A coal seam gas field in Tara, Queensland

The period of falling electricity demand is now ended, according to the latest Carbon Emissions Index report from pitt&sherry and The Australia Institute. The CEDEX data for March shows that demand is up 2.5 per cent over the year ending March 2016, and carbon emissions up 5.5 per cent over the year ending June 2015.

The major driver of that increase is the need to power the production phase of projects in Queensland’s coal seam gas fields, the report said. Annual demand in Queensland has grown to nine per cent of the total national electricity market since November 2014. Even more bad news, this is about half of total demand expected once all the state’s LNG projects move into full operation.

“Over the 17 months since the switch to electricity in the coal seam gas fields started, at the end of October 2014, the increased supply from Queensland coal fired generators has added an additional five million tonnes CO2?e to the Earth’s atmosphere,” the report stated.

“The projected full increase in electricity demand from coal seam gas production will add about eight million tonnes CO2?e per year to Australia’s emissions, unless there is a shift away from coal to lower emission sources of electricity.”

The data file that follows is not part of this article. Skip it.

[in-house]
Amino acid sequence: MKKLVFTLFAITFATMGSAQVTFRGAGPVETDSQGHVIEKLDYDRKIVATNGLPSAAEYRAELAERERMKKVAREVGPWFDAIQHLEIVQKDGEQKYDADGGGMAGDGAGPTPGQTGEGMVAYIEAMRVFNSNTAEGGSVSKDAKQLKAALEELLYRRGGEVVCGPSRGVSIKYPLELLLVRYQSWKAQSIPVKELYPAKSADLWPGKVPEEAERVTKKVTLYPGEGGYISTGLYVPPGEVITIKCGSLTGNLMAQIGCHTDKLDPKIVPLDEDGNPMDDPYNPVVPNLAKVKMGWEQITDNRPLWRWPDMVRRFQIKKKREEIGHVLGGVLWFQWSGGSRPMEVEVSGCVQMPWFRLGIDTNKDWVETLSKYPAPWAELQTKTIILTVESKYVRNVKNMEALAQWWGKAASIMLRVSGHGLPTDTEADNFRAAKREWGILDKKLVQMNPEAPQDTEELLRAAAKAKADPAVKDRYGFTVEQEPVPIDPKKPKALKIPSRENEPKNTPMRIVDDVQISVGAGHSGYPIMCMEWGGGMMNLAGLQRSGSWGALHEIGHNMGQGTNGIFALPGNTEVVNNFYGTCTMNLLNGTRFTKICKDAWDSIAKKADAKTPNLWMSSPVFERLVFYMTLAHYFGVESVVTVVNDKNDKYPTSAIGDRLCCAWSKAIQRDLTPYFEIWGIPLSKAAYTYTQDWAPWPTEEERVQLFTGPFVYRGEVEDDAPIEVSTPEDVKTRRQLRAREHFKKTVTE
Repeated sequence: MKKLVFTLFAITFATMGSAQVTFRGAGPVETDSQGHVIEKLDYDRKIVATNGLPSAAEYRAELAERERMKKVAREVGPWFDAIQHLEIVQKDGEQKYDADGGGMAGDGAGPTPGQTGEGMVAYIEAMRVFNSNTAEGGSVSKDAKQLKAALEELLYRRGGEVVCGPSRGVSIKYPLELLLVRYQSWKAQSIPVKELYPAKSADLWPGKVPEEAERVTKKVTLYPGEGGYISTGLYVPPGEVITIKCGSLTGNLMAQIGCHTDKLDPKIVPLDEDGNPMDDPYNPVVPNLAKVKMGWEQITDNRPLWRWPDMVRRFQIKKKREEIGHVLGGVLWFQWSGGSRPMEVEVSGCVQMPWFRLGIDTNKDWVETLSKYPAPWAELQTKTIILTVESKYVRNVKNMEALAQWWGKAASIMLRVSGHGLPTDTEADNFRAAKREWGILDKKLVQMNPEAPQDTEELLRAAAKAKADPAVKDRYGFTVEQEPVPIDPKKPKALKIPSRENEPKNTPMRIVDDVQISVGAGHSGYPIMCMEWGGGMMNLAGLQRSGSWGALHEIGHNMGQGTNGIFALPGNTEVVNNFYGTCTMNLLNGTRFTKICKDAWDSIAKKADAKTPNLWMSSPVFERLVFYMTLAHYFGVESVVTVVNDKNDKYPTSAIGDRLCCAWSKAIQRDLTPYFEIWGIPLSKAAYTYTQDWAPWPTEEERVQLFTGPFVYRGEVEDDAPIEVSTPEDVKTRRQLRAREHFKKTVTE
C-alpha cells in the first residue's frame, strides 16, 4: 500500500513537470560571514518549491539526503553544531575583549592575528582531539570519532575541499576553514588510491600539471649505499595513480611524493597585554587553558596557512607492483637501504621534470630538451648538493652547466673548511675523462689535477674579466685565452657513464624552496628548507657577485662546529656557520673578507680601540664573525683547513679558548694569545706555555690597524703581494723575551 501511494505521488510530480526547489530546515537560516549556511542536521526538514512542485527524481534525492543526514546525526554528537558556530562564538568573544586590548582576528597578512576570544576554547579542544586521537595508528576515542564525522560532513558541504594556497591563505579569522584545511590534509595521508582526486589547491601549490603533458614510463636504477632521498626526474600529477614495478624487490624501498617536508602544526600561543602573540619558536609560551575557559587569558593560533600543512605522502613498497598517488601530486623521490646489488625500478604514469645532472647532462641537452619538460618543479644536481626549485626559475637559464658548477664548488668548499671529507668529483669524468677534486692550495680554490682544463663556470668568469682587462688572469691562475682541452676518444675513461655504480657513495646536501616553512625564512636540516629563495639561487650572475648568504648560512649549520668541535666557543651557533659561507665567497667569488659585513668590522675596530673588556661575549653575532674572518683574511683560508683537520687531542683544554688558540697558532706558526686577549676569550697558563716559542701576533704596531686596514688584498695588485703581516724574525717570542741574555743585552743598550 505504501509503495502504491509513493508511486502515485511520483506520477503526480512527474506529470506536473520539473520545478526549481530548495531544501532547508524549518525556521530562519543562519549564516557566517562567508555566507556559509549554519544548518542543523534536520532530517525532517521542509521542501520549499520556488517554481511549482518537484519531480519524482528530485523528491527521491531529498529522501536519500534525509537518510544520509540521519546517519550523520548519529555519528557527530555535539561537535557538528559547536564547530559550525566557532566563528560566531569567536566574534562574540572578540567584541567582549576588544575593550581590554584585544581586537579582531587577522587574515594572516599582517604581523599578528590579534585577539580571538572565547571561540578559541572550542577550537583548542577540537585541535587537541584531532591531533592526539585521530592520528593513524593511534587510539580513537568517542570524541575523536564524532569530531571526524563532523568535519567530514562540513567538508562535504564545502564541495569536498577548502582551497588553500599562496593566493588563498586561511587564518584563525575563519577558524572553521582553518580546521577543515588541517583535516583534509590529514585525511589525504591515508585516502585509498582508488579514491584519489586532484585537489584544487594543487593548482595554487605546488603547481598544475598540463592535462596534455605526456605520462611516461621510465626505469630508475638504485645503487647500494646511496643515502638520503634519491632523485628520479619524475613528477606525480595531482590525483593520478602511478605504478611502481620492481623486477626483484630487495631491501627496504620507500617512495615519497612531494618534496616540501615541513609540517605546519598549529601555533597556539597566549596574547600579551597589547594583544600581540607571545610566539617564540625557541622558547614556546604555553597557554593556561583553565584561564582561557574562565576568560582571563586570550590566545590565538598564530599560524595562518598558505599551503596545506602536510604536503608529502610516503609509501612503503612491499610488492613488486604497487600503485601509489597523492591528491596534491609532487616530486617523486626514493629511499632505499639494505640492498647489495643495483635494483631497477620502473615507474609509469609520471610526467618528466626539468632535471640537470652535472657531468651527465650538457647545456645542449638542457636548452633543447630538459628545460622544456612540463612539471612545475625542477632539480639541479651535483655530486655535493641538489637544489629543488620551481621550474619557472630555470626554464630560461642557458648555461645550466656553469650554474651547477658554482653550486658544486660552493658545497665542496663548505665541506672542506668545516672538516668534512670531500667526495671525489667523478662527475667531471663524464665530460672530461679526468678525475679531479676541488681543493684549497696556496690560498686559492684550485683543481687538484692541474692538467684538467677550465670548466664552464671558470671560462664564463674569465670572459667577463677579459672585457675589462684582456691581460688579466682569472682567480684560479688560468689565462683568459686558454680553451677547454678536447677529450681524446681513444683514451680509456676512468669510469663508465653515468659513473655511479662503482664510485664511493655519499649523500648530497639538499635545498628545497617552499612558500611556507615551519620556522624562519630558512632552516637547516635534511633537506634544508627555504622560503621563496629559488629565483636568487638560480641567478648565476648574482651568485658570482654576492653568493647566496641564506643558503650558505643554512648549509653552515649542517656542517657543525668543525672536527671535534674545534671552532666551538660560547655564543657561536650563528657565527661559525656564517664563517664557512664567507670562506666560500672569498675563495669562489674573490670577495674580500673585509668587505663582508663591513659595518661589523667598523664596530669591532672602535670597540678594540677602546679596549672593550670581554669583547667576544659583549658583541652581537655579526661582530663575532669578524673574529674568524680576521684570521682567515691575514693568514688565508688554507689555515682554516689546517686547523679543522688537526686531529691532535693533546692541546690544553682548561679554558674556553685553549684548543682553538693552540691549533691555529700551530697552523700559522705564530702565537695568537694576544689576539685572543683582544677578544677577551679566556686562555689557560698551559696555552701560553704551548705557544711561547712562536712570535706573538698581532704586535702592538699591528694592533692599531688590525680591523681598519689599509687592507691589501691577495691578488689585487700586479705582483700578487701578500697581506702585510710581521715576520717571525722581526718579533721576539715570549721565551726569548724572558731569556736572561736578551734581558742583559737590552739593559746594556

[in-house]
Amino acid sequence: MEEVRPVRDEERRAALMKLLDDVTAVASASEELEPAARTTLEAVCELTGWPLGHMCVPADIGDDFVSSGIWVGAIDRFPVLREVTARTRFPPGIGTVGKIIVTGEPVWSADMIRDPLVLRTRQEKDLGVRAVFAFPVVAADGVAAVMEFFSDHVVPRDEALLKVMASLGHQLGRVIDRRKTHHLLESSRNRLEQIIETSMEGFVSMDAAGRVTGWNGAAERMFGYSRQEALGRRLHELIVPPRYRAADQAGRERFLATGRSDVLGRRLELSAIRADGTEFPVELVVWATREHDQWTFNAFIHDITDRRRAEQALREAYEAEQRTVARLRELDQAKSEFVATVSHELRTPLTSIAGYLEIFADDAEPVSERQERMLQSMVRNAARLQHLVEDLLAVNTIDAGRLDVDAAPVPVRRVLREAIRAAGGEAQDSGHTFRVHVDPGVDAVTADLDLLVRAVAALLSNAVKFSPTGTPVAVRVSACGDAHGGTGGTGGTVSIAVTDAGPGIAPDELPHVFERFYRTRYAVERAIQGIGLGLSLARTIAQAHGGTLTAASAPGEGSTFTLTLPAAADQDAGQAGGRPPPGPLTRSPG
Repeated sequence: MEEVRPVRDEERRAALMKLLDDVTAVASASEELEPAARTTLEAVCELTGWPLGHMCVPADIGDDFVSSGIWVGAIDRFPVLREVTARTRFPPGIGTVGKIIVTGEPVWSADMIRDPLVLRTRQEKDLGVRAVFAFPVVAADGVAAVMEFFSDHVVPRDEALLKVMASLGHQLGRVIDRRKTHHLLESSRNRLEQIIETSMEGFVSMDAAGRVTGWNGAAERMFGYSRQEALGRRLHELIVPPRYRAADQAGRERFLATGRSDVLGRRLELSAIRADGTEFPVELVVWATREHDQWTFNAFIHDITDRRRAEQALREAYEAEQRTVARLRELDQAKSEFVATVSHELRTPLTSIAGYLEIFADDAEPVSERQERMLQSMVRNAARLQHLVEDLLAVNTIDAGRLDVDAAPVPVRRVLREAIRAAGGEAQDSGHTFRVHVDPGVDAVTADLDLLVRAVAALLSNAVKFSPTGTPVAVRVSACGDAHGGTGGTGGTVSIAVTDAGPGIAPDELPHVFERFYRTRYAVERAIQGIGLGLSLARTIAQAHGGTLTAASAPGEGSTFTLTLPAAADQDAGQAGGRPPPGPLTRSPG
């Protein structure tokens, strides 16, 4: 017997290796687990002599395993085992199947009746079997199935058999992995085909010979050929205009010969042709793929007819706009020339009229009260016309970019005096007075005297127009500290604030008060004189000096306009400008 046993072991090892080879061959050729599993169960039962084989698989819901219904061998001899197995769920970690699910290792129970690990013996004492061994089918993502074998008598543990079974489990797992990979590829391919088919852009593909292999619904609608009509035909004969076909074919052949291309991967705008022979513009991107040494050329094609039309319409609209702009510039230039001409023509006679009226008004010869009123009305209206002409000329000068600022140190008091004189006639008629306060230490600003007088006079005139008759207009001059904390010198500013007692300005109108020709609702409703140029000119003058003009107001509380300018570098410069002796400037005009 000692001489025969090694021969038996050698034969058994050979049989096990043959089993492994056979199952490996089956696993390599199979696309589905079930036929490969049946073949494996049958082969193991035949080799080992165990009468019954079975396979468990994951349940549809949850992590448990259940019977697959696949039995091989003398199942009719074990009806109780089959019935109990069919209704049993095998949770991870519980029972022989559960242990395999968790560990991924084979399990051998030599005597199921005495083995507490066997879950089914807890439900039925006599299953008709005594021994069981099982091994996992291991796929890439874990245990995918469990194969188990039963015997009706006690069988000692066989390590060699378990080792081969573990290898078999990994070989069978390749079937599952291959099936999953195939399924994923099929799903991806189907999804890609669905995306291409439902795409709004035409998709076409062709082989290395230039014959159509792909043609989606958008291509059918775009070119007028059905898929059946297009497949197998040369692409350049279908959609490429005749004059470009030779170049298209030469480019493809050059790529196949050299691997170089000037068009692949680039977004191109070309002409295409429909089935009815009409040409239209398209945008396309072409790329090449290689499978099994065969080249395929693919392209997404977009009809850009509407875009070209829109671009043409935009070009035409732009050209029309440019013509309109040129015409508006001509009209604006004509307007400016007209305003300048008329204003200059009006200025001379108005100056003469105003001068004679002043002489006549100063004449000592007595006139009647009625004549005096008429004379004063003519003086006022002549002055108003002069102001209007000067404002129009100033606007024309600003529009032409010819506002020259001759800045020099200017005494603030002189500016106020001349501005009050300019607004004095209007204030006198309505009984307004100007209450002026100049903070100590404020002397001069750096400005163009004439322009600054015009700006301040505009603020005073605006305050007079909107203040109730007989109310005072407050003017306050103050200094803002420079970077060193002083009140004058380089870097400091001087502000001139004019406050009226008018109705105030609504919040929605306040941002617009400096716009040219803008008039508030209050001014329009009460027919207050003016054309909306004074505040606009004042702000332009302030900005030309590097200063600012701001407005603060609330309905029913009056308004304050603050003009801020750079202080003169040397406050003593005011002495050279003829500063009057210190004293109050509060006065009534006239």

In NSW, Victoria and South Australia, spikes in demand matched “abnormally” high average temperatures and heatwave days, the report said.

NSW is also showing an increase in carbon emissions due to importing less power from Queensland and therefore meeting demand through increased supply from NSW coal-fired plants.

On the upside, the National Electricity Market saw one of its highest levels of input from renewable energy generation for several decades, with 13.2 per cent of all NEM power derived from wind, hydro or solar.

The report said that in March 2016, the three large solar farms in NSW, including the newly commissioned facility in Moree, contributed 0.7 per cent of total electricity generation in NSW and 0.2 per cent of total NEM generation.

Overall, coal accounted for 76.1 per cent of national electricity generation, up from a minimum of 72.3 per cent in the year to July 2014.

An in-depth analysis of the energy situation in Tasmania showed that the broken Basslink connection with Victoria reduced brown coal generation in Victoria, but increased Tasmania’s reliance on diesel and gas generation to supplement hydroelectric capacity.

The report said Basslink is not expected to be fixed until June 2016, and that this means it is expected Tasmania’s fossil-fuel use in terms of diesel and gas will increase in the short term as demand for heating escalates.